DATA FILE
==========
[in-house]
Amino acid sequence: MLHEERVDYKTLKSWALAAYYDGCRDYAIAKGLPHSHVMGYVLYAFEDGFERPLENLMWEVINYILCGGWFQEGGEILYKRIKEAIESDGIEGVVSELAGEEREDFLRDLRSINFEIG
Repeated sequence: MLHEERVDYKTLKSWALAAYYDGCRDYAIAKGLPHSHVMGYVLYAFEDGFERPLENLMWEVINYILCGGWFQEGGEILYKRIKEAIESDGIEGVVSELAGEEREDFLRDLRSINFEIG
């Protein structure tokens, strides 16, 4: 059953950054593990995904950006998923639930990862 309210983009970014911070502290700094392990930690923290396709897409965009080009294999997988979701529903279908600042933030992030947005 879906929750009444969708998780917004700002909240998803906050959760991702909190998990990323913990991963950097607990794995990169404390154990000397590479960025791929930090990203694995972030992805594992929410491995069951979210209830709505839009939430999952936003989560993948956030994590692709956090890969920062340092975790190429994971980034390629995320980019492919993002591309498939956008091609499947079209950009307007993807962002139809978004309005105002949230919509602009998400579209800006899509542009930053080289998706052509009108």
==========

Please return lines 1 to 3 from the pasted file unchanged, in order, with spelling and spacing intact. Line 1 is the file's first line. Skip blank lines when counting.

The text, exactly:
[in-house]
Amino acid sequence: MLHEERVDYKTLKSWALAAYYDGCRDYAIAKGLPHSHVMGYVLYAFEDGFERPLENLMWEVINYILCGGWFQEGGEILYKRIKEAIESDGIEGVVSELAGEEREDFLRDLRSINFEIG
Repeated sequence: MLHEERVDYKTLKSWALAAYYDGCRDYAIAKGLPHSHVMGYVLYAFEDGFERPLENLMWEVINYILCGGWFQEGGEILYKRIKEAIESDGIEGVVSELAGEEREDFLRDLRSINFEIG